Will I Lose Some or All of My Pension or Retirement as a Result of a New Jersey Divorce? Will I Lose Some or All of My Pension or Retirement as a Result of a New Jersey Divorce? Will I Lose Some or All of My Pension or Retirement as a Result of a New Jersey Divorce? Michele Hart Law

Date: November 5, 2018 | Author: Michele Hart

If you’ve worked many years putting money into your pension for retirement, the last thing you might want to do is give it all away to your soon to be ex-spouse.

If you want to hold on to your pension, or at least a good portion of it, it’s important to know the basics about how pensions are divided in a New Jersey divorce.  In addition to consulting with a competent divorce and family lawyer, take note:

1.          The overwhelming likelihood is your divorce will settle out of court.

Only about 1% of all divorce case filed in New Jersey go to trial.  Therefore, you can create your own options for dividing the marital pension and retirement benefits with your spouse.

For example, you might keep your pension intact if your spouse is agreeable to offsetting it with other comparably valued assets like the marital home.

2.          Traditional pension plans are divided differently than other types of retirement plans.

Before pensions or other types of retirement plans can be divided, however, they need to be valued.  In New Jersey, marital assets are generally valued as of the date on which a divorce complaint was filed with the Court.

Traditional pension plans (called “defined benefit” plans) promise a specified monthly benefit at retirement.   Examples include military, police and fire, and teachers’ pensions.

To find out how much your pension is worth in divorce, the most accurate way is to retain an outside actuary or accountant to calculate the present value of the marital portion to be divided.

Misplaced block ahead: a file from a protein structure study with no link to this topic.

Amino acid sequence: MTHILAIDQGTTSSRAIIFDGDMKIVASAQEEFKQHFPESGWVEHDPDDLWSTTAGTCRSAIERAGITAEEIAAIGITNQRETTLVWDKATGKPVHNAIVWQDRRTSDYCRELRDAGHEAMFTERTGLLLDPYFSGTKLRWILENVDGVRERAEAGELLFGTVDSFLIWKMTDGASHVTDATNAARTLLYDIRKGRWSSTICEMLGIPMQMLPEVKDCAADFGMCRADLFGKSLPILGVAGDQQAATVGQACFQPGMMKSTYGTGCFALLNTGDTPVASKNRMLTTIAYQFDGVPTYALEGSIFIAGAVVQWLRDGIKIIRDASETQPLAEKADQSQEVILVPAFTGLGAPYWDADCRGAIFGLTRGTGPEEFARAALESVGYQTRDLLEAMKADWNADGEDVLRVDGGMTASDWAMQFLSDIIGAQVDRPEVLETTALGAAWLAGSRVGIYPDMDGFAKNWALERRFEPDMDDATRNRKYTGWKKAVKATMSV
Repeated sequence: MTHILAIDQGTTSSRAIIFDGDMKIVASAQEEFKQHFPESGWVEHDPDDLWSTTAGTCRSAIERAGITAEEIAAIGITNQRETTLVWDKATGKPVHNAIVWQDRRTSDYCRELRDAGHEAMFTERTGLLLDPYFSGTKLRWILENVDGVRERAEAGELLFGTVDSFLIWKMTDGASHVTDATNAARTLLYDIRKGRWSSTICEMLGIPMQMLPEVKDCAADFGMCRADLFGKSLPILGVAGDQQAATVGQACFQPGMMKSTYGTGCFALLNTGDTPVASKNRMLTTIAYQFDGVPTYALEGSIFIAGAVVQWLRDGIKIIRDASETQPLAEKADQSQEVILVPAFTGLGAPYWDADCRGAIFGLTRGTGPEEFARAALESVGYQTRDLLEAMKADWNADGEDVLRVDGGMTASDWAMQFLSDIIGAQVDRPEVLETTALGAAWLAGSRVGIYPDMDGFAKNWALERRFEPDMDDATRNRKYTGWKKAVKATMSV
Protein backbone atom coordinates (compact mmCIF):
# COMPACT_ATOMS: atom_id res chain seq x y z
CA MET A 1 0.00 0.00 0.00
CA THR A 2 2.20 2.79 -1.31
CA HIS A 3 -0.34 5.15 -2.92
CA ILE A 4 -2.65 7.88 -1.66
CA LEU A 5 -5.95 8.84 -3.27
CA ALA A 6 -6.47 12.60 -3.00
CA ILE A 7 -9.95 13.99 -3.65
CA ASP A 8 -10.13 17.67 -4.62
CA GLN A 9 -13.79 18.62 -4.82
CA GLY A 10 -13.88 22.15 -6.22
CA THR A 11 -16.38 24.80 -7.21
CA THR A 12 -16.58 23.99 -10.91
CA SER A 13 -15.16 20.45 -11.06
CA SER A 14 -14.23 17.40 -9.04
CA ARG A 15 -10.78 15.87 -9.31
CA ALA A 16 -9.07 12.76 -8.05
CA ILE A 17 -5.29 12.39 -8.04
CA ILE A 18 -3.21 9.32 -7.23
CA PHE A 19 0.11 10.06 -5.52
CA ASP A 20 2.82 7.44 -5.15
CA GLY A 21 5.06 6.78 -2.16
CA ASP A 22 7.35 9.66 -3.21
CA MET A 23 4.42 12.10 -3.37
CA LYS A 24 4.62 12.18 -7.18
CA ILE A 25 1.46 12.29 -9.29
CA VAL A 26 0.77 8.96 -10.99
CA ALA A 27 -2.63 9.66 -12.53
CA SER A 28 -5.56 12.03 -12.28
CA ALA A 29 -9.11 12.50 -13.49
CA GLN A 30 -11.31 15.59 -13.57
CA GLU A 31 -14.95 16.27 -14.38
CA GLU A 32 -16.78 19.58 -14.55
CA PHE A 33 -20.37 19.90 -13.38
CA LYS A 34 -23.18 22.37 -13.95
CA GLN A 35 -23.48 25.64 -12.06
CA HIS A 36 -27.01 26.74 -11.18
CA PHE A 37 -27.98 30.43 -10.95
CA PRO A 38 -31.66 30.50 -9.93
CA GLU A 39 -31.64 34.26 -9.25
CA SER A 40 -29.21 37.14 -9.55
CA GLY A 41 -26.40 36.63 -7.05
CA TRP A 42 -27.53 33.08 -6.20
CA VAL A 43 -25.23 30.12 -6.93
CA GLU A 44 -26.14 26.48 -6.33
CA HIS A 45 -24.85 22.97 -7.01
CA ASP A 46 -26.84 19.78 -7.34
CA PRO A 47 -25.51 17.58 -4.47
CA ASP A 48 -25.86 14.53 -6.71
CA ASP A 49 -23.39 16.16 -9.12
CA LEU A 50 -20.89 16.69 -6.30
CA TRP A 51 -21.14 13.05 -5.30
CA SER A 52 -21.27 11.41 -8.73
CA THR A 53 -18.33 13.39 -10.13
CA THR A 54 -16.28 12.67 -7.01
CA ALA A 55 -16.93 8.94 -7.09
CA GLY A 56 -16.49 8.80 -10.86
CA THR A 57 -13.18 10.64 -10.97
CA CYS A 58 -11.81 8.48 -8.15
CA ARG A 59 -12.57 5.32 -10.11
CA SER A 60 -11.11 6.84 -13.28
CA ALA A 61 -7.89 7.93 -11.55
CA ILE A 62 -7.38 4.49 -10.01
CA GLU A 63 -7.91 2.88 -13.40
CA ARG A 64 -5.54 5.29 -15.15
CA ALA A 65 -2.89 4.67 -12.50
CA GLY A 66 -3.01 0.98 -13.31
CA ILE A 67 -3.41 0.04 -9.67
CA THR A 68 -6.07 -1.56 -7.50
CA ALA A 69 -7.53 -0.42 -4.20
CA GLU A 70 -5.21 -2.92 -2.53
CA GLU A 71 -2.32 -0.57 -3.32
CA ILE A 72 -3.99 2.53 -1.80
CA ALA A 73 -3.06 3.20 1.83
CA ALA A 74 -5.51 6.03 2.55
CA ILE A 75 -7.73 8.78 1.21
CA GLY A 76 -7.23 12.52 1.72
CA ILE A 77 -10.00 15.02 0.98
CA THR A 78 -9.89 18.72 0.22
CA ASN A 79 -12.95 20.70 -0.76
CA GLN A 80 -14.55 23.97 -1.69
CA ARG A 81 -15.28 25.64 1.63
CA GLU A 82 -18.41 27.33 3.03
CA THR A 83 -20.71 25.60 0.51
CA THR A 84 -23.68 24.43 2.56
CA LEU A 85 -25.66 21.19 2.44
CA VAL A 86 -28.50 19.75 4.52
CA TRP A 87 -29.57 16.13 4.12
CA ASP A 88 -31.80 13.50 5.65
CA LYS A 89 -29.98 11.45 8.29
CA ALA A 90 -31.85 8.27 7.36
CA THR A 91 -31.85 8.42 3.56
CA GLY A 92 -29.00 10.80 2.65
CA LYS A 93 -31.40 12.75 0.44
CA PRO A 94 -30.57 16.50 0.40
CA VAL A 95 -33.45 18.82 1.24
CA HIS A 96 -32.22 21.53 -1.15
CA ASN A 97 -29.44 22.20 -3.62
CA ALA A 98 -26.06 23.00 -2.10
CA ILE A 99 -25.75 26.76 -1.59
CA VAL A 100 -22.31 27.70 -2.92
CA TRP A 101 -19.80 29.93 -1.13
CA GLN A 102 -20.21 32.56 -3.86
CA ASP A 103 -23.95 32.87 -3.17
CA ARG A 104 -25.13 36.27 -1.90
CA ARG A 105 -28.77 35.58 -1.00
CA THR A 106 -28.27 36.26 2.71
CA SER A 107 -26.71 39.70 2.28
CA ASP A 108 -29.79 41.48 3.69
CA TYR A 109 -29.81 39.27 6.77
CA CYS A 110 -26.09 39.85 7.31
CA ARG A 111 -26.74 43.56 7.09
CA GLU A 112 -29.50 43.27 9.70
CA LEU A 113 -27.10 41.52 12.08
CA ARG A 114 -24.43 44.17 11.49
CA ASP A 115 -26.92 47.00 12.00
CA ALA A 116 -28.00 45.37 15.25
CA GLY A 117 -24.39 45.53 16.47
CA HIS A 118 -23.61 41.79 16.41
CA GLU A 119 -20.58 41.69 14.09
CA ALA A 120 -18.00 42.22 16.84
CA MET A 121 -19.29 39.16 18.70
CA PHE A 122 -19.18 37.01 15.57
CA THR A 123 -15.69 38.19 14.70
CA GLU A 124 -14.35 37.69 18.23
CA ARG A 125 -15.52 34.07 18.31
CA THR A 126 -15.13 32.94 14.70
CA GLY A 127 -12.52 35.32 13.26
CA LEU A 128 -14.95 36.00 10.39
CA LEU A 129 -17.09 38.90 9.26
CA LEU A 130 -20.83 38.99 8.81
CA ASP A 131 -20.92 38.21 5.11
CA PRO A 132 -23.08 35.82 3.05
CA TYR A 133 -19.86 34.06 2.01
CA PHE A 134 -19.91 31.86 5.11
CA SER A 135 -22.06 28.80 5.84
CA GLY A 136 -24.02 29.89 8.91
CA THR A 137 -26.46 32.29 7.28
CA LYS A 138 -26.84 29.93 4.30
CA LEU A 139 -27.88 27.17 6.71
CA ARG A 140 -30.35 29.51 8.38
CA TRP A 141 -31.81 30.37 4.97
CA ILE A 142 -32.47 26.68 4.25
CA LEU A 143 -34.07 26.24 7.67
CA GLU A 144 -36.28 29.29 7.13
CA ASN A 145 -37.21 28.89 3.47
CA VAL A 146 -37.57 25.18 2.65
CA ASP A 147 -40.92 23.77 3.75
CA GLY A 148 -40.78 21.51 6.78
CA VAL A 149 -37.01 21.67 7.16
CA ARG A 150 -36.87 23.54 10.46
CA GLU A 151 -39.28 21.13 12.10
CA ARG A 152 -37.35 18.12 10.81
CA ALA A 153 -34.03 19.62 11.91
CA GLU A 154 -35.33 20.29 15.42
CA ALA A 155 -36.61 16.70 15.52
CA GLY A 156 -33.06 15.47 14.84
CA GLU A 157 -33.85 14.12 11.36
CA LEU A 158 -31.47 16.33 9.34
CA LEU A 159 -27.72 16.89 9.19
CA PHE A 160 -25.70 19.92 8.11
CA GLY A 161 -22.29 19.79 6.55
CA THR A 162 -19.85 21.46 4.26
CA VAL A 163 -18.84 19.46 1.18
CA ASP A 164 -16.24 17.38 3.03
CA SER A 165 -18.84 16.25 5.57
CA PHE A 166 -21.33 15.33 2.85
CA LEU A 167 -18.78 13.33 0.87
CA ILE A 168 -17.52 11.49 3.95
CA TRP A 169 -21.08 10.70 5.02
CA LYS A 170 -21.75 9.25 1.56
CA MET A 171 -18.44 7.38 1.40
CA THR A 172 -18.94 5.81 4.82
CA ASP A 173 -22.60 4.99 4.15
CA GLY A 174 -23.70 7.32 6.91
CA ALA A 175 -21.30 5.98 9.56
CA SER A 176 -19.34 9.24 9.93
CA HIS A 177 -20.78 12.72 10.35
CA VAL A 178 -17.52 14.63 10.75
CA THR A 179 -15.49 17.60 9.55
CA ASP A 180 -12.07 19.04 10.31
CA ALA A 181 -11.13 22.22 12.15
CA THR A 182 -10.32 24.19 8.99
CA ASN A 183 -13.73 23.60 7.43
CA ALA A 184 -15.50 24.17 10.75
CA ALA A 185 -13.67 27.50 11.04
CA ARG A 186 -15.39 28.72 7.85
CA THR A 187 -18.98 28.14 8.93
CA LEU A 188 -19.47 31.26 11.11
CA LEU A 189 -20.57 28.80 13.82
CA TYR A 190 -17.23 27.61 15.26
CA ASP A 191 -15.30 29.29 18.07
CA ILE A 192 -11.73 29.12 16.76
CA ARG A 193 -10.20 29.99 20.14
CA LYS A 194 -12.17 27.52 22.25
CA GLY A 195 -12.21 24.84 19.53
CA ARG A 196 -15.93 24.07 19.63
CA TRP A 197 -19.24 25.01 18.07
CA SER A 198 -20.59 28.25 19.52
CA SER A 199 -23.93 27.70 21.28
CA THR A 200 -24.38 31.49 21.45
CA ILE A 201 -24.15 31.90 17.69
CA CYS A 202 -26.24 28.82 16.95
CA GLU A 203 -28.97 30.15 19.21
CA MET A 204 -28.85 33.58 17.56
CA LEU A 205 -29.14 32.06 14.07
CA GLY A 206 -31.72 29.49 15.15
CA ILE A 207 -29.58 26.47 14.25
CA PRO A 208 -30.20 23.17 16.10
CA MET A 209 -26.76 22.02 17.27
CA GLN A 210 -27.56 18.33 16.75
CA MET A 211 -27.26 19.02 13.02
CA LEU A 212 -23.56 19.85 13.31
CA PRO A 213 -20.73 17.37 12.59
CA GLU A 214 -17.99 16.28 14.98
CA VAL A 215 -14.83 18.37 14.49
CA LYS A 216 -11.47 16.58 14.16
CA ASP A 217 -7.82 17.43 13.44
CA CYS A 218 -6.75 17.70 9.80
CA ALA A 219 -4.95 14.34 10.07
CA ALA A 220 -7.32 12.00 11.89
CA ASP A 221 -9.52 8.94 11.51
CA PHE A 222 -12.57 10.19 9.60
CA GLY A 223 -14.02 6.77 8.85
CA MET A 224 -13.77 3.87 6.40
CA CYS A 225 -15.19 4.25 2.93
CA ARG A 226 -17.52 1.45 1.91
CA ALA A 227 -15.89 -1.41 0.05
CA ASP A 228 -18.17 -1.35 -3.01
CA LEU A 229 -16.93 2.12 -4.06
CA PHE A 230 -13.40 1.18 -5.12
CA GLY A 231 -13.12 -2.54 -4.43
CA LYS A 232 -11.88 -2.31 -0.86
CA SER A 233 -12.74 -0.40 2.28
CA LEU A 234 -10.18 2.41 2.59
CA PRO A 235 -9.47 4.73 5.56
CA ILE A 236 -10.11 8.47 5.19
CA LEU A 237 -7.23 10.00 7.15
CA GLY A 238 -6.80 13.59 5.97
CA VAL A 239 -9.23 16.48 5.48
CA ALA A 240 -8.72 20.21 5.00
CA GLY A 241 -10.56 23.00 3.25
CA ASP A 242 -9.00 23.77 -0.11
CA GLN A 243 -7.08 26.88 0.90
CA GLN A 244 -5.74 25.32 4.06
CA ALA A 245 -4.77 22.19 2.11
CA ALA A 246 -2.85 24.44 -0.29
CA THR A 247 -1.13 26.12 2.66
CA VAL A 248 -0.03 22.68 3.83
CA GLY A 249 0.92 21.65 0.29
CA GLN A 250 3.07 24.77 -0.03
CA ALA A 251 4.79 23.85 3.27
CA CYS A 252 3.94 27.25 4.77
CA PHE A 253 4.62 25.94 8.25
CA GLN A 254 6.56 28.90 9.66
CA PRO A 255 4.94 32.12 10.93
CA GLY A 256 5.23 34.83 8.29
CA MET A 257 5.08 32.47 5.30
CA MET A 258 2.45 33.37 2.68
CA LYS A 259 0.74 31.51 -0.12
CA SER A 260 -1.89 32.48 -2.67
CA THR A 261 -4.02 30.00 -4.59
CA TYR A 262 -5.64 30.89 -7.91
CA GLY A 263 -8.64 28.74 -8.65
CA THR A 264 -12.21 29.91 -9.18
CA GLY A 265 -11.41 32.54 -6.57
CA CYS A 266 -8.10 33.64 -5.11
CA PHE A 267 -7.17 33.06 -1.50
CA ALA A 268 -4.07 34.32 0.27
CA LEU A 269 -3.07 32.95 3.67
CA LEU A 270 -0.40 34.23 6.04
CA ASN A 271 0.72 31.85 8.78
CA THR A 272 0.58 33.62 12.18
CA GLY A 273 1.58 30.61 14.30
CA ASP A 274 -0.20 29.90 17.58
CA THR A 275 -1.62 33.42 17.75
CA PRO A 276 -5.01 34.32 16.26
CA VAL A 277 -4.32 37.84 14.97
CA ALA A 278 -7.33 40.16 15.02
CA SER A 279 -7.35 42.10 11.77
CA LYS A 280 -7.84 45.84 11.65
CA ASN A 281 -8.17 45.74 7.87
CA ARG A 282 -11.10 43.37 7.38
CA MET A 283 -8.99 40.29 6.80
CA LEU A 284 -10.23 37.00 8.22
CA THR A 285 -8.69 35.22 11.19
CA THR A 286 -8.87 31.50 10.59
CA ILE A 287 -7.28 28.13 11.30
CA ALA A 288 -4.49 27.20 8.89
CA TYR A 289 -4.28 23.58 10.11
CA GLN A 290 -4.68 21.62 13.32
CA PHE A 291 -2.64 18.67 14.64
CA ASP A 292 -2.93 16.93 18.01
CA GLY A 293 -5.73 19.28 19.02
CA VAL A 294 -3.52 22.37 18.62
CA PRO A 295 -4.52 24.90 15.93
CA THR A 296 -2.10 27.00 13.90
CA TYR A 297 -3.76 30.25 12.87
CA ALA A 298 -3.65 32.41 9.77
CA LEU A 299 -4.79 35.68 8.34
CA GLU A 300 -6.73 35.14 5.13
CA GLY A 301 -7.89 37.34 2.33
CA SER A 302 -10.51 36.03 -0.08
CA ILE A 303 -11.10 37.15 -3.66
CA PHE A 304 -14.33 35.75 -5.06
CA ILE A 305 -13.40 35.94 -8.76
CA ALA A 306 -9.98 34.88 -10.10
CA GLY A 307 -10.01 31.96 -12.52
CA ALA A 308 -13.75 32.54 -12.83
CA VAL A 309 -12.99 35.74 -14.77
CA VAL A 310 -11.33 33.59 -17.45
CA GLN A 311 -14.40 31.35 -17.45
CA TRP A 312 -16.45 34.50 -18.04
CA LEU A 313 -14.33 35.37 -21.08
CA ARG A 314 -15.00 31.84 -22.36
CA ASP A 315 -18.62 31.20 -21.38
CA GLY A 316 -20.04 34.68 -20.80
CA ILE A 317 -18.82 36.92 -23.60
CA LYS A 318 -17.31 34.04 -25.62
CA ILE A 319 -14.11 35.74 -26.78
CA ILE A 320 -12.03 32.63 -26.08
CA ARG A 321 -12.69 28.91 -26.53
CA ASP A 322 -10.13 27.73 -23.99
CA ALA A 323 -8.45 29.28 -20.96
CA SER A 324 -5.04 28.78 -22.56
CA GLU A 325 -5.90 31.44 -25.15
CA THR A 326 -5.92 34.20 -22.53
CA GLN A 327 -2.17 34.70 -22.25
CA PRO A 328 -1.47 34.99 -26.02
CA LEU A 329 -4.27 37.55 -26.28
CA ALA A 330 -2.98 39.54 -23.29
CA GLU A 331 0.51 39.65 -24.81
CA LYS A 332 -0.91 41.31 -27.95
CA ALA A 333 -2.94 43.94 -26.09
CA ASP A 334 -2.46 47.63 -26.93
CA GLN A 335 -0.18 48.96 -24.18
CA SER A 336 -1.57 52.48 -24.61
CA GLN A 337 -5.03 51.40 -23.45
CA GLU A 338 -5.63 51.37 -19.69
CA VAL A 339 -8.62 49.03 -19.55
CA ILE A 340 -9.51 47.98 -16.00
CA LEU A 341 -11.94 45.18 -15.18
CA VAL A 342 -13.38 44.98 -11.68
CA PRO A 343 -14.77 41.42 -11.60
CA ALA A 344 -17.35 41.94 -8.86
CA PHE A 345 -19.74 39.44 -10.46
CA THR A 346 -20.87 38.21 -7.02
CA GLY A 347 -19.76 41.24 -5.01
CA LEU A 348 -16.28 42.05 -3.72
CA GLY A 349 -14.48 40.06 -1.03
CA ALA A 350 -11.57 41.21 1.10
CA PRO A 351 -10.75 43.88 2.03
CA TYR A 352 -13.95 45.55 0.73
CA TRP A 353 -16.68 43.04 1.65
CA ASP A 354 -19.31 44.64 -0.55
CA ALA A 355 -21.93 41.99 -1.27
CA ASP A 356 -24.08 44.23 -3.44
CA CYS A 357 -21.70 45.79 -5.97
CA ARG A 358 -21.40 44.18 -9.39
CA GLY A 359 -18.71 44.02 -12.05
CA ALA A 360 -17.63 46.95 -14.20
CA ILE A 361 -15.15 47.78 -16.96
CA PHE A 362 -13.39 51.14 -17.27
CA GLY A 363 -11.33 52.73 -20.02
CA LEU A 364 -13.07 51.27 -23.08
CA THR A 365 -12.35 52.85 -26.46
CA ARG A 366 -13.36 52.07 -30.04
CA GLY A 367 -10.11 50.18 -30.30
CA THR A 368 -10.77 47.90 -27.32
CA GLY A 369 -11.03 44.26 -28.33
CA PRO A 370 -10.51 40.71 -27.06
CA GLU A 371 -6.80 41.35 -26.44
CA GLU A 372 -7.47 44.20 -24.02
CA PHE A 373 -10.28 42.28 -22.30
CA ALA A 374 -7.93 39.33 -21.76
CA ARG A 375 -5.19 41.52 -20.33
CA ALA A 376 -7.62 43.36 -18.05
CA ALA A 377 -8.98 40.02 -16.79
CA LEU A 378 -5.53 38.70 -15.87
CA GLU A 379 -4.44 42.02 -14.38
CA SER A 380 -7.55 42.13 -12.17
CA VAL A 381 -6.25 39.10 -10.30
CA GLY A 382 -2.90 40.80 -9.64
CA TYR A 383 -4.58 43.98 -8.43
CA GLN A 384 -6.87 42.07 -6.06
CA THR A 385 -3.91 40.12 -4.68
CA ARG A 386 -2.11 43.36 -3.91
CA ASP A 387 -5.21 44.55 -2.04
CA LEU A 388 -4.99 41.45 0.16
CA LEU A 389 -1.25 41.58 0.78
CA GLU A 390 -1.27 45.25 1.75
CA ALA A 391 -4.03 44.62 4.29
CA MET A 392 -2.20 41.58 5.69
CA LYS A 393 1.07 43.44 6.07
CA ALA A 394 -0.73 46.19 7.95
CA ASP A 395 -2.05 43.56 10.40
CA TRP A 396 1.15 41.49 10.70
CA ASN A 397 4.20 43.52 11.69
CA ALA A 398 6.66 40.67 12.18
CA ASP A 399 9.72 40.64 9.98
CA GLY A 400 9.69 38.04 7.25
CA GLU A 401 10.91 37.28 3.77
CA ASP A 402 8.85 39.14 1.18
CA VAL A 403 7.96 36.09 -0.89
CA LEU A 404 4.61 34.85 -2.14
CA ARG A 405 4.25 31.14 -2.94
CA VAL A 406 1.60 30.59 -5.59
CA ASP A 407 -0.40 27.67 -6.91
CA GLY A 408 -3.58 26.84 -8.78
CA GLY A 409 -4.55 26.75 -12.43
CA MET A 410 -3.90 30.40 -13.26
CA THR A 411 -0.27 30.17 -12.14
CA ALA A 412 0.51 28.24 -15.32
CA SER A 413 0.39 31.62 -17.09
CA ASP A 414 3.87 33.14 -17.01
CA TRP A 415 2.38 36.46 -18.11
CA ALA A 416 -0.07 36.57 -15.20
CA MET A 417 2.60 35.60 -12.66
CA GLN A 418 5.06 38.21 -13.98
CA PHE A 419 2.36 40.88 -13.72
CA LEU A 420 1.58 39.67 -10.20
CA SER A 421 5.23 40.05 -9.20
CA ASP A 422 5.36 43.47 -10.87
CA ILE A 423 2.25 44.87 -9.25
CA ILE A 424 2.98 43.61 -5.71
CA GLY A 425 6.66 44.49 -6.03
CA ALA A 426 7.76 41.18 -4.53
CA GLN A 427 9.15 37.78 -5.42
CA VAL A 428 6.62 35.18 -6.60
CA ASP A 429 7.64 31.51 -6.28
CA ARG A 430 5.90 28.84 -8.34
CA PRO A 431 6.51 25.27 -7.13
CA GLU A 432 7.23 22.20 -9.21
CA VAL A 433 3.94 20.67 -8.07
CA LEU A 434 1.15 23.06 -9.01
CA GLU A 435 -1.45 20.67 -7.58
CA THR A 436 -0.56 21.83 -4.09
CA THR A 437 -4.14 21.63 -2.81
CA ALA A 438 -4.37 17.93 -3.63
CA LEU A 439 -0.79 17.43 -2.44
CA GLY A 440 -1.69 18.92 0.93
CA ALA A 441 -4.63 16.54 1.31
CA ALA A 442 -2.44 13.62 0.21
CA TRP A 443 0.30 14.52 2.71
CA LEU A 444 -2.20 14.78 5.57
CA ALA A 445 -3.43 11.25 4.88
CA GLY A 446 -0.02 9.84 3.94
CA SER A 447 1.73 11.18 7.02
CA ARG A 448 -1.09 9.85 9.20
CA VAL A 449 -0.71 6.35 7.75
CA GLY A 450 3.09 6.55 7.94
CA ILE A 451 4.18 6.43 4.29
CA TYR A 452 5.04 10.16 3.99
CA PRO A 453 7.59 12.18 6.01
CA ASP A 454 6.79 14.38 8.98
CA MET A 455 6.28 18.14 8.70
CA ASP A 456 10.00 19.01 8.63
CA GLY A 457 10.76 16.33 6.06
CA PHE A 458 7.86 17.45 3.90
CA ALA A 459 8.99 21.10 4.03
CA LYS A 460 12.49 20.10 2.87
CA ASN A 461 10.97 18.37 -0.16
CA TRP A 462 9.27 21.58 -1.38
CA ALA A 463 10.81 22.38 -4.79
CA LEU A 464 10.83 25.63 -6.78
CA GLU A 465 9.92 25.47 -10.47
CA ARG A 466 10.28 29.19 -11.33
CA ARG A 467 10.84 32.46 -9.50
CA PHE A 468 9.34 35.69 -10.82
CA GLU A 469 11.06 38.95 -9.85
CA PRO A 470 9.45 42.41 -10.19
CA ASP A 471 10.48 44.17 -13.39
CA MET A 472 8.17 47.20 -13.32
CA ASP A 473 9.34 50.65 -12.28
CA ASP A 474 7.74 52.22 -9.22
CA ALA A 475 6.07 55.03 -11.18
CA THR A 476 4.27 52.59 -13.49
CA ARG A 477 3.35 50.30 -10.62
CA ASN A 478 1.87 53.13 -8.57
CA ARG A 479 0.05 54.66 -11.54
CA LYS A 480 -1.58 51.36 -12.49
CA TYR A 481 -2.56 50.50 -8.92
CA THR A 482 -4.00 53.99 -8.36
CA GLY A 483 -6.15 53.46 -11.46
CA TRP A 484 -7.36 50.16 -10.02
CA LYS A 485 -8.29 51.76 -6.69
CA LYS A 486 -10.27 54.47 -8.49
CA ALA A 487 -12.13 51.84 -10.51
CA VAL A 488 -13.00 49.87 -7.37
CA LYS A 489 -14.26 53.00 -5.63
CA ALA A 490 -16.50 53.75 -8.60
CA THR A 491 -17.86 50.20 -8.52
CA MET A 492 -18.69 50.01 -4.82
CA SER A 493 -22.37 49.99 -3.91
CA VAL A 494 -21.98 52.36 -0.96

On the other hand, retirement assets such as 401(k) plans, 403(b) plans, employee stock ownership plans, and profit-sharing plans are generally valued as of the account statement closest to the date on which the divorce complaint was filed.

3.          The portion of a pension or retirement plan that predates the marriage is typically exempt from being divided in divorce.

It’s therefore important to quantify the value of any premarital portion, which would include any gains and/or losses on that premarital portion.

If your premarital portion is significant, it might make sense to retain an outside accountant or actuary to value your premarital interest and any gains on that interest.

You’ve worked hard to save for your retirement.  Don’t simply assume you’ll have to give it all away in divorce.  Instead, find out your rights and options by consulting with a competent lawyer who focuses on New Jersey divorce and family law.

If you are concerned about dividing your retirement assets in divorce, please contact us to schedule a time to meet for a complete evaluation and customized strategy to address your concerns.


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